If you haven’t played golf in a while due to injury or weather or your schedule, summer is a great time to fit in a few rounds or even 9 holes here and there. Golf is great exercise and can be a fun way to pass the time with friends and family. Golf is lower impact than many other activities.
Returning to golf in general is a good idea. However, as with all potentially intense periods of exercise, you can’t just jump right into the deep end. Here are some ideas to help you get right bank on the links safely:
- Strengthen any weakened muscles. Squeeze a tennis ball and do wrist curls to strengthen your wrists. Do core exercises, including sit-ups, planks and other stretches to fortify your abdominal muscles, thereby protecting your lower back.
- Start with working on your short game. These shots are the least taxing on your low back, hips and shoulders. Getting out to a practice green and putting as well as practicing your chipping are important preliminary exercises to undertake prior to your first real outing with friends and family.
- Super-slo-mo your swing for the longer shots. Practice swinging with the club but really, really slow it down, so that it takes even as long as 10 seconds from back swing to follow through. Focus on your body: your hands, wrists, shoulders, hips and back. If anything hurts during these practice swings, address that body part before continuing.
- Place some tees around your yard and just make contact with the tees.
- Go to the driving range to get a feel for how effective your swing is. Perhaps you need to change your club choices or be much more deliberate about your posture. Don’t berate yourself, just find ways to compensate. Hire a golf instructor if you get frustrated for some fine-tuning.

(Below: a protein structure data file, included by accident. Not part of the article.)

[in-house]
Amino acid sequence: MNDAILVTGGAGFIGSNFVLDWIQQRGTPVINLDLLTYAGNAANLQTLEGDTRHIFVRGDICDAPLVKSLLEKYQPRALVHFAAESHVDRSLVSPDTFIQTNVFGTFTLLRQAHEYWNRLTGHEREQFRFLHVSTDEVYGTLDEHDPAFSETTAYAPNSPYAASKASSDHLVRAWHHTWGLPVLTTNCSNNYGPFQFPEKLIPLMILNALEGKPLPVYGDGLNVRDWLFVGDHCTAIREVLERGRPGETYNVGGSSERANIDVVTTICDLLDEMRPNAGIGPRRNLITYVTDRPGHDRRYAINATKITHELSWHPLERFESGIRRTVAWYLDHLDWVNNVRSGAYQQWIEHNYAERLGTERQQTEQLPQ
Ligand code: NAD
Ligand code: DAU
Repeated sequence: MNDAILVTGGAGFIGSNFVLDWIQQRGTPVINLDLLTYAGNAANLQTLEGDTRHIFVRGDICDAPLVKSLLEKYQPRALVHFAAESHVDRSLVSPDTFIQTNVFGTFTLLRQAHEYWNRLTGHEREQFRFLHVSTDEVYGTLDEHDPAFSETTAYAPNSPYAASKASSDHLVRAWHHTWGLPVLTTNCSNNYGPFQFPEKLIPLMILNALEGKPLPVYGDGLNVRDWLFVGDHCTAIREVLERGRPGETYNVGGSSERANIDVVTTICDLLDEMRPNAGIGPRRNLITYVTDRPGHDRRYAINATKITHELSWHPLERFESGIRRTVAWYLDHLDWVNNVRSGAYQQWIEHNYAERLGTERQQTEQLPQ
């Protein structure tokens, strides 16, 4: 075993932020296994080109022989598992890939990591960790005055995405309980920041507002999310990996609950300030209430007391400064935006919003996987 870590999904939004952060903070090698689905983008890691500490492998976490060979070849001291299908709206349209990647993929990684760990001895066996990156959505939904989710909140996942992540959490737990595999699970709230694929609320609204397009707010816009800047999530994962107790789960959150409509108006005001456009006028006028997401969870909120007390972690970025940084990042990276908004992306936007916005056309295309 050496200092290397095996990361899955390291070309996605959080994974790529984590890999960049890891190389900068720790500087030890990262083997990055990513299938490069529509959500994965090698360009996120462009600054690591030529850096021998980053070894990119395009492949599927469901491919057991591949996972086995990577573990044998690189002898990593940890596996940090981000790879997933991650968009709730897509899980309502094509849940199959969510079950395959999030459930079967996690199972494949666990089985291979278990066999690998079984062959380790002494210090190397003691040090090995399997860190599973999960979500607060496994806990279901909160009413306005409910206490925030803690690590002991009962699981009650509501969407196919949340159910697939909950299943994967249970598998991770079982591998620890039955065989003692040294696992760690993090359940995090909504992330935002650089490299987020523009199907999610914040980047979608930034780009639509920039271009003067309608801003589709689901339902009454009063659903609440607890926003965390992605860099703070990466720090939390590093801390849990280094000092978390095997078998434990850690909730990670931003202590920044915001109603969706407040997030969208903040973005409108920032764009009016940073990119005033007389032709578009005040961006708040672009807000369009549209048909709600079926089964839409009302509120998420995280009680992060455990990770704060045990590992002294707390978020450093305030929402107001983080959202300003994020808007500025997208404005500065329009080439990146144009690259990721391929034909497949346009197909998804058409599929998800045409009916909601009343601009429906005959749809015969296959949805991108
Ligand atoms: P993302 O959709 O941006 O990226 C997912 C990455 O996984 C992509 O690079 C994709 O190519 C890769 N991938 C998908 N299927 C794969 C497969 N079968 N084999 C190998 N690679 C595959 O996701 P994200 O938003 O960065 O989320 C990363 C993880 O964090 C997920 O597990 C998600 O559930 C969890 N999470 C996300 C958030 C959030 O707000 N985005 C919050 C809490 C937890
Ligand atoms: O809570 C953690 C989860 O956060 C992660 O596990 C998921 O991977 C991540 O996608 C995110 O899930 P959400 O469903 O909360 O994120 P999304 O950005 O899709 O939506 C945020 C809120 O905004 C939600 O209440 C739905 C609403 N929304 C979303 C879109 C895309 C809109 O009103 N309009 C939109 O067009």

- Before your first round of golf, give yourself at least 15 minutes of good warm-up prior to teeing off at the first hole. Stretch your arms above your head with the clubs in your hand. Swing your clubs. Stretch out your legs and your hips. Pay attention to your hands, too, clenching and unclenching them slowly.
- Change your goals for the day and maybe for a while to come: it’s not about a score; it’s about trying to golf without pain and with some sense of joy.
- You’re not in the PGA or LPGA. You are not required to finish every round that you start, nor even play every ball (depending on the rules that you follow within your playing group and the rules of the course). Take a break on a particularly challenging hole. Walk a little more if you can, a little less if it hurts.
Golf is a great source of exercise and camaraderie. With some careful planning, it’s a sport that can be enjoyed for many years by lots of Michiganders.